4. I’ve had some great help from OTs in an acute psychiatric ward here (UK). Had a couple of one to one cooking sessions, where the OT helped me with adapting stuff so things were less dangerous (I managed to frighten her a bit the first time :P), and she took me to the new area I was moving to (was homeless when I arrived on the ward) to find the supermarket and other places so I would feel better there. I think she also went shopping with me once for some toiletries as I didn’t have any when I went in. That was really good (and helped her get an idea of what problems I had with travelling and shopping, so was part of her job).

    The other activities also helped, the group cooking (which also involved a trip to the supermarket to get the ingredients for those allowed to leave the ward) and stuff. Some of them were run by OTs, some by activities coordinators, some by both. I found them really helpful, even the simple ones like colouring in. I discovered I was really really good at pictionary in one of them 🙂 One of the pieces of art I helped with is now in the front waiting area of the unit, which is cool.

    I know a lot of the patients thought the activities were boring and pointless, but I got a lot out of them. Okay, it didn’t stop me being suicidal, but it was a slight distraction for a bit with people who weren’t there to interrogate me on how I was feeling.

  5. In the (adult) inpatient units I was in, the OTs ran 1 of 3 groups daily – an art (coloring, glue) group and a hygiene group (nail care – I kid you not. nail polish was the only thing provided.) and a wellness group that consisted of handing out worksheets printed from the internet about holistic wellness (that one could find googling on his own). They were also present during meals but did not interact with patients at that time. It was mind-boggling to me that they received a salary for this. They did nothing that a babysitter would not be able to do.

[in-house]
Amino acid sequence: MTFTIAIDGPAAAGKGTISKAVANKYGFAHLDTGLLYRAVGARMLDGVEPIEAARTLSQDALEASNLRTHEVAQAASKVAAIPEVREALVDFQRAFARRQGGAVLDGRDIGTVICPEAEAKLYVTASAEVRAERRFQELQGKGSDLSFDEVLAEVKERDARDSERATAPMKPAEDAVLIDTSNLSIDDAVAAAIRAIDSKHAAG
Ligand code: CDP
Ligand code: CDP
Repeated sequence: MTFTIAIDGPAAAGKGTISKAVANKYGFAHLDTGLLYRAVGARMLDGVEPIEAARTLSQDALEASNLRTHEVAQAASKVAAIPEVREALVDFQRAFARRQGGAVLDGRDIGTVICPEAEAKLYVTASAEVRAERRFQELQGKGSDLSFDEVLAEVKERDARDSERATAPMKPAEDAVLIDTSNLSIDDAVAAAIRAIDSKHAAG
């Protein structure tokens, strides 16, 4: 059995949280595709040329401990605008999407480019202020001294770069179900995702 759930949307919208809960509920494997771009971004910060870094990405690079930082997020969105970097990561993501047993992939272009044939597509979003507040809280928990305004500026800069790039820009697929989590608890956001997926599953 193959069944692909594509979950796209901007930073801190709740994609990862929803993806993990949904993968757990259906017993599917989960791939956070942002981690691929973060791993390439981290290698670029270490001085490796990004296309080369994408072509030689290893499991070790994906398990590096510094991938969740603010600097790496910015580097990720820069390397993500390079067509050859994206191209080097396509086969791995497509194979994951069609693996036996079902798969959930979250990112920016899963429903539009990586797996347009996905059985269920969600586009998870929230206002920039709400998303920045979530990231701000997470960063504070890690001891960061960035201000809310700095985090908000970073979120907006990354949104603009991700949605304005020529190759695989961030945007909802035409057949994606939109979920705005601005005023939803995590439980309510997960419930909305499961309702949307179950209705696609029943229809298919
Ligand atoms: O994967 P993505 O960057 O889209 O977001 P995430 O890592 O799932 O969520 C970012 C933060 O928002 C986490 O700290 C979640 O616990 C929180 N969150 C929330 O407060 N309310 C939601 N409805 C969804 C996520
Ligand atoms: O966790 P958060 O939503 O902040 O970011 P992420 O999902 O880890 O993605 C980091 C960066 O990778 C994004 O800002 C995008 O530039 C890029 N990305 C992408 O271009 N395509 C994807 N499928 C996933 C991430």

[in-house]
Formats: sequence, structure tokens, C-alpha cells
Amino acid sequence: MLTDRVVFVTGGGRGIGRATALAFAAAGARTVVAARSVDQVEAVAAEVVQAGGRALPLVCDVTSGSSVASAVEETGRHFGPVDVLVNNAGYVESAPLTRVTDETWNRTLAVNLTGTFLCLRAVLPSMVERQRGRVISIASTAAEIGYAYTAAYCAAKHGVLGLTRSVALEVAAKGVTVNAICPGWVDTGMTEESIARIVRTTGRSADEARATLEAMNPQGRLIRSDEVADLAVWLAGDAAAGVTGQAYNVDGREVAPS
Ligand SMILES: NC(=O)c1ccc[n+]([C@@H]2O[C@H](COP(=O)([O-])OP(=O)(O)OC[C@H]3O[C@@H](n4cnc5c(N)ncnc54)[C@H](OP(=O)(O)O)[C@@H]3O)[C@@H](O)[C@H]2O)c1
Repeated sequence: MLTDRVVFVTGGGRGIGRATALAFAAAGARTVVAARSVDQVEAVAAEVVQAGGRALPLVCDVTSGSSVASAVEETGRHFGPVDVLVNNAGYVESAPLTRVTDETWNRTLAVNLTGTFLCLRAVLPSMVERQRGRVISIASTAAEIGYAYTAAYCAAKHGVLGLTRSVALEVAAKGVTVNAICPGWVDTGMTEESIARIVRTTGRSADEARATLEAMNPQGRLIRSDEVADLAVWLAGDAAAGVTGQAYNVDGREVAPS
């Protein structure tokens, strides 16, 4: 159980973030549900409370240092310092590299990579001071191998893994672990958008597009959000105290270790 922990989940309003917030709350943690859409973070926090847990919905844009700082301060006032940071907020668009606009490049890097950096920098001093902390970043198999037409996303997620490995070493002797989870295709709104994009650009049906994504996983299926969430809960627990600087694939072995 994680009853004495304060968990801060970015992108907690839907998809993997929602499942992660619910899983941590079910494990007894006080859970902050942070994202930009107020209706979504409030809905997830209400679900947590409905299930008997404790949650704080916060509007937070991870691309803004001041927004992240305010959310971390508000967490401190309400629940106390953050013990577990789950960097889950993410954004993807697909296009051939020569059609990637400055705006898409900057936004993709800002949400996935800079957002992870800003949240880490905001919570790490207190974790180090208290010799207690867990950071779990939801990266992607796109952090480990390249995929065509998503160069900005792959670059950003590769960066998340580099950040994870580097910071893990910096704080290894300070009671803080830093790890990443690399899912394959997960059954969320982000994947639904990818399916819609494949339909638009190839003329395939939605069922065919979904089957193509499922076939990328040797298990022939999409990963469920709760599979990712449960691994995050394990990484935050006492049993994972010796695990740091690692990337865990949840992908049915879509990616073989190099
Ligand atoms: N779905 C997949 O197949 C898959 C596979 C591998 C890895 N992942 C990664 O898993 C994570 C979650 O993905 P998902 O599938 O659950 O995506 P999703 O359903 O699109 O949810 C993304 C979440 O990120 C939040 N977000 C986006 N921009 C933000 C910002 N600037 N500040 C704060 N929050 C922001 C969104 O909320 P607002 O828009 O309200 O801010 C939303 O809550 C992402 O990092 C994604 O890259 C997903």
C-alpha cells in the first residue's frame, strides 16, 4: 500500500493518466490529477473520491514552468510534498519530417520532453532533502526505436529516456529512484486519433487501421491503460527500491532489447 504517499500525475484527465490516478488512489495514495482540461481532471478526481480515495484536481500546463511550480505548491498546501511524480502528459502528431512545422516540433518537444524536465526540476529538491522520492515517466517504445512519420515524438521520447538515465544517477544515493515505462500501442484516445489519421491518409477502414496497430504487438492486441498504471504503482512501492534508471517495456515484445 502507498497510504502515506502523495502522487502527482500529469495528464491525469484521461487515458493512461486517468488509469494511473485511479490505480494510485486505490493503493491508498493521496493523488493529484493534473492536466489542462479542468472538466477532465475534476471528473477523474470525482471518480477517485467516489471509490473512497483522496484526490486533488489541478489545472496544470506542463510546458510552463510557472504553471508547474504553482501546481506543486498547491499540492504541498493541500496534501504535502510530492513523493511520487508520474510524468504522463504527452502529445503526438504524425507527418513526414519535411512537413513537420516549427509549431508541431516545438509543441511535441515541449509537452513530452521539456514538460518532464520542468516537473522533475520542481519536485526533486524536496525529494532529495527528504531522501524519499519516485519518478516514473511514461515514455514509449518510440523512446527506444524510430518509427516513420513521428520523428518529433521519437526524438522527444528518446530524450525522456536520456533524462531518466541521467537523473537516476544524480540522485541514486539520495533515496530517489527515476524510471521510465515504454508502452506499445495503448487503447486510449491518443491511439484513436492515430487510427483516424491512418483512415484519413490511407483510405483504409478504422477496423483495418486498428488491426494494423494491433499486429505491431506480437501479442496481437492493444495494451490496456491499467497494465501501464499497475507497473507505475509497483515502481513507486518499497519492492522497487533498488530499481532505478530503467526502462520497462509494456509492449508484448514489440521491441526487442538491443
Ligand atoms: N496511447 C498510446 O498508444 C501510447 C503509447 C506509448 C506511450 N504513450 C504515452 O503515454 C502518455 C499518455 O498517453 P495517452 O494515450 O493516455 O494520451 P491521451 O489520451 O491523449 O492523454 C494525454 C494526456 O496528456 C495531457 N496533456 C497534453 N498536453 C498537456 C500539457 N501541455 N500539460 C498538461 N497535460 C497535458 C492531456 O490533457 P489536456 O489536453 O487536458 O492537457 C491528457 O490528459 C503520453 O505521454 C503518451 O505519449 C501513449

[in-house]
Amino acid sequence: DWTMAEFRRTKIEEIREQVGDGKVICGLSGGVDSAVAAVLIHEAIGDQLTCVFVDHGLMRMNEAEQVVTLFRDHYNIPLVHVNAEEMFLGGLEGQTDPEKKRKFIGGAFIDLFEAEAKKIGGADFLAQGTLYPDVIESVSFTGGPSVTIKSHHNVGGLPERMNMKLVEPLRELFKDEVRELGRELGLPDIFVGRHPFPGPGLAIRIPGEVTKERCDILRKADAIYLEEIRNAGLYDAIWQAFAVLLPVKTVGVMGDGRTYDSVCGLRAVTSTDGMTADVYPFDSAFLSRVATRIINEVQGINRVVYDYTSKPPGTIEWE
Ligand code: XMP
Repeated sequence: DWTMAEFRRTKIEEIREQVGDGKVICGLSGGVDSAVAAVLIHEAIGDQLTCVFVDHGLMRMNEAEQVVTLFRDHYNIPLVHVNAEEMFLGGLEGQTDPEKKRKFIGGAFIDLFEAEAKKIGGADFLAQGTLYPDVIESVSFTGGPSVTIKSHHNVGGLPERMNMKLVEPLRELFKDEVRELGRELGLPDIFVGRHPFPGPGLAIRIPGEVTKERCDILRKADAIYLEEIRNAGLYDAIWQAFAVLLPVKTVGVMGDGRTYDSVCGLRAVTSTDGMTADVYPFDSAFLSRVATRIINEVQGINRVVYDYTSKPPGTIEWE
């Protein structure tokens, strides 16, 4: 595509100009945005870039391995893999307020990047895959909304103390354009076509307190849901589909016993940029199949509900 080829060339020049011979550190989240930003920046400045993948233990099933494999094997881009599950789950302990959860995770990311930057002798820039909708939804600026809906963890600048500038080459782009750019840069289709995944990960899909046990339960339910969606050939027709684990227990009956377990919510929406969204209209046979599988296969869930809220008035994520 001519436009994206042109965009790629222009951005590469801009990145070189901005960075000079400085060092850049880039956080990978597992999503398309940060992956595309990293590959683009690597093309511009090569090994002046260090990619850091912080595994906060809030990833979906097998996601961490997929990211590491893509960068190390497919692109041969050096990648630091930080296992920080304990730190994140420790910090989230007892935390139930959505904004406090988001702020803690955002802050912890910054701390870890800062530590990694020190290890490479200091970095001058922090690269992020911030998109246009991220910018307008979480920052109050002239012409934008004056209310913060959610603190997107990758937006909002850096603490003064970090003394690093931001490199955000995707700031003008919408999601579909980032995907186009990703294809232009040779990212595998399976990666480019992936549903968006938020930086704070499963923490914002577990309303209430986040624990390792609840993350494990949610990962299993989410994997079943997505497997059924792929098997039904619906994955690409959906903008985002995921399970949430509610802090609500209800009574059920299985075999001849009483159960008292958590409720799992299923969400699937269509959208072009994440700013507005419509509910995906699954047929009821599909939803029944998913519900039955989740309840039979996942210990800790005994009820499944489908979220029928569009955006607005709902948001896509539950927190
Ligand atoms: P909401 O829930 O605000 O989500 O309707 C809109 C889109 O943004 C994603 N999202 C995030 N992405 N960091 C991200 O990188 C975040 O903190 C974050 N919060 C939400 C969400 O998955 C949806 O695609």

I work with OTs professionally in a related field and have nothing but respect for them. After my hospitalizations my view of the profession, at least in the USA, did shift quite a bit. It has not been my impression that OTs who work in mental health do much, apart, perhaps from individuals with severe illness such as schizophrenia who may need help learning to do day to day basic tasks — again, something which most caregivers could easily provide without an OT background. This impression was further solidified by post-hospital discussion with OTs who do not work in mental health, who shared my impression that hospital based MH work was a serious easy out.

    • An easy out, that’s laughable!
      Adult mental health inpatient units have one of the most unwell client demographics out of all health care settings. I encourage the OT who shared your impression to try working in one for 3 months and see if her perspective changes. Like any skilled OT knows, our role is to increase participation in meaningful occupations, when we do our job well our clients are doing “normal things” and our hard work isn’t seen as easily.

  6. After my first admission, I started seeing an OT as an outpatient. She helped me to build up the courage and resources to find a job so that I could keep my house, and in the interim when I was not well enough to work, she did things like got some food donations from a charity for me and stuff. She didn’t seem amazingly adept at knowledge of mental health issues, nor was she completely comfortable dealing with a young person who had a vague idea of how the world worked, but she definitely helped me by breaking things down into small steps and encouraging me.
    Then, of course, there is the crappy activities that come along with IP admissions, but tbh I have found comfort in them at times. (Well, the art stuff anyway, not really anything else.)

  7. I’ve had good OT as inpatient and outpatient – in fact partly influenced me studying it myself. Yeh there were lots of group stuff – art, craft stuff, but found that helped me distract from negative thoughts, and also very slowly encouraged me to interact with others rather than isolate myself. went out off the ward to local community – was good to have the support to gradually increase my confidence. Before I did any of this I remember having a long one on one sort of chat (although I wasn’t really talking much) to see what were my interests. I think it needed an OT to realise what was meaningful to me, and how to grade it appropriately, and that that’s not something that any support worker could necessarily do (nursing assistants on the ward would think taking me for a walk around the block was enough).
    Some of the stuff seems so obvious, esp when I’m well, but when I’ve been ill, obvious stuff goes out the window!!!

    REally sorry to hear that you haven’t had a good positive experience of mh OT. You need to go out there and show them all how it should be done!

    btw well done on at least asking the lecturers – and hey, if they know who you are, they know you know that things aren’t always as theory wants it to be!